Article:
Unlike many of its trading partners, currently there is no formal mechanism to defer publication of a design application in Australia. The draft DLT would require contracting parties to allow publication to be deferred for a minimum of 6-months from the filing date or priority date (if claimed). If deferred publication is allowed, then its length, whether it is opt-in or opt-out and whether it needs to be requested or applies automatically would need to be determined. Another policy area that impacts on this is the ACIP recommendation to remove the ability to request publication but not registration. The rarely used option to request publication without registration means the design becomes available for all to use. IP Australia’s preference is to remove the option of publication without registration and to have applications automatically published with registration at 6-months from the priority date and to retain the status quo of having no option to defer publication.
Currently Schedule 2 of the Designs Regulations 2004 sets out the form that documents must take to be accepted for filing or publication. However, this was drafted with paper documents in mind, whereas now 99% of filings are done electronically. As was recently done for the Patents Regulations, IP Australia favours the option of repealing Schedule 2 and instead amending the Act so as to enable the Commissioner of Designs to issue a non-legislative instrument to determine formality requirements. The other option of modernising the terminology in Schedule 2 is considered less flexible meaning that on-going amendments to the regulations are likely to be required.
Currently designs that pass the formalities requirements are referred to as registered whether or not they are subsequently examined and issued with a certificate of examination. Designs are only optionally examined after registration, but need to be examined in order to be enforced. Referring to unexamined designs as registered is not aligned with other key jurisdictions or the Trade Marks and Plant Breeder’s legislation, and is considered to be a source for confusion by various interested parties. IP Australia agrees with the ACIP recommendation that for unexamined designs ‘registered’ should be replaced with ‘uncertified’. There is also the option of referring to designs that have passed examination as ‘certified’, but it is considered that ‘registered’ is appropriate.
IP Australia is also undertaking a more holistic review of the designs ecosystem, as part of the Designs Review Project, which seeks to:
- learn about the varied experiences that people face in the design process,
- understand what motivates businesses to invest in design, and
- identify the variety of roles people play in the design process and the barriers and challenges they face.
It will also look at:
- the economic impact of the design rights system,
- the effects of policy variations in designs in other countries and over time,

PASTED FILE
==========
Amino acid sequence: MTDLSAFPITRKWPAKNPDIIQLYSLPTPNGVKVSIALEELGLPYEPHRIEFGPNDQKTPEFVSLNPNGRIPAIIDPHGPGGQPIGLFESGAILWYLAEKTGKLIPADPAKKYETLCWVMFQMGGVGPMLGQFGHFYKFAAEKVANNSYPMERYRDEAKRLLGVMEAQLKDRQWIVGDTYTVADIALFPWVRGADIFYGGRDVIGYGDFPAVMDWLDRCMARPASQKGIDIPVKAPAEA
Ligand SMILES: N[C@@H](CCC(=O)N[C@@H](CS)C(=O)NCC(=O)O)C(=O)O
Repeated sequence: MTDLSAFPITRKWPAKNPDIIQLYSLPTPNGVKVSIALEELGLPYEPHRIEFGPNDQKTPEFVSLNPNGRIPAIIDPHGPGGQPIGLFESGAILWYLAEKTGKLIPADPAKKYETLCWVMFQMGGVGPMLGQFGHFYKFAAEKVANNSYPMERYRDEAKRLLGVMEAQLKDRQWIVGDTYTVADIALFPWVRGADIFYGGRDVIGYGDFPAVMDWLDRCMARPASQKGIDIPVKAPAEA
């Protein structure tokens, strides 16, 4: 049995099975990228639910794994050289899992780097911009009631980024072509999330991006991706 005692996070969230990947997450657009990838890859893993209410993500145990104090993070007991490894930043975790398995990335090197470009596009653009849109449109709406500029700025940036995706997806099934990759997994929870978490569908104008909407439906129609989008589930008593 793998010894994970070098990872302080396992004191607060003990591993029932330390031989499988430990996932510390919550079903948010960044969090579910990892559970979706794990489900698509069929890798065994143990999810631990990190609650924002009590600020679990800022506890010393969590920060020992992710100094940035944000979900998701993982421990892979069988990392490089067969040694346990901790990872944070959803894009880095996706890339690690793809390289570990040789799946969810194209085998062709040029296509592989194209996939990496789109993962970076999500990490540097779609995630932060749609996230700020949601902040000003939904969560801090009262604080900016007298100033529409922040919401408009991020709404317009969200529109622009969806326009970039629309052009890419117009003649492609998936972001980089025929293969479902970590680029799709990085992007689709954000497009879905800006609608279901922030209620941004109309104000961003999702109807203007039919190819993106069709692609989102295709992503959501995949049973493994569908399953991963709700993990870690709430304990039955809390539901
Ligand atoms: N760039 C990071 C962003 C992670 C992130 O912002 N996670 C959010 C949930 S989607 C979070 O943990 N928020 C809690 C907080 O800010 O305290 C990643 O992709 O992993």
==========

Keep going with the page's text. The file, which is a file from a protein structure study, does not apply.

- how deep-set trajectories of change (e.g. in the economic and technological environment) are reshaping design innovation, and challenging current intellectual property systems.
4. Trade Marks
Interim Injunction not Estopped by Prior Agreement
In 2019 NZHC 2522 Rapid Labels Ltd v Excel Digital Ltd the Judge held that a prior agreement between the parties did not estop Rapid from seeking an interim injunction against Excel.
Communications between the parties commenced after Rapid learnt of Excel’s launching of a subsidiary that would use the brand RAPT in relation to labels. Subsequent to direct communications between the chief executives in late March 2019 the subsidiary changed its name to W-RAPT LABELS LIMITED, following which Rapid commenced litigation seeking an interim injunction under the Fair Trading Act to prevent use by the subsidiary of the brands RAPT, WRAPT, W-RAPT or logos containing a W standing on its left-side followed by RAPT.
Excel claim that in the meeting it had been indicated that no branding objection would be raised if they added a W in-front of RAPT, and that they incurred expenses in rebranding for a 1st April launch. However, although accepting the evidence was admissible for the purpose of showing there was an agreement, Rapid sought to have those communications privileged for any other purposes on account of being on a ‘without prejudice’ basis.
The Judge held that the representations by Rapid’s chief executive were not clear and unequivocal and were subject to formal approval that would involve further conditions, while also noting precedent to the effect that agreements in principle are not binding. Consequently it was unreasonable for Excel to rely upon the agreement in principle when rebranding before a formal agreement was reached. Further, by including a hyphen between the W and R and by using logos containing a W standing on its left-side followed by RAPT, Excel were found to have gone beyond what was agreed in principle. Consequently, Rapid were not estopped from bringing the interim injunction proceedings.
Nonetheless, the Judge went on to decline the interim injunction. While the aural similarities with Rapid’s brand – which has a high level of awareness amongst relevant consumers – are sufficient for establishing a serious question to be tried given the prevalence of cold-calling in the market, the balance of convenience was found to favour Excel. Despite the aural similarities there are also visual and conceptual differences which would make the determination of the likelihood of confusion at full trial finely balanced and Excel would be irrevocably prejudiced by the granting of an interim injunction.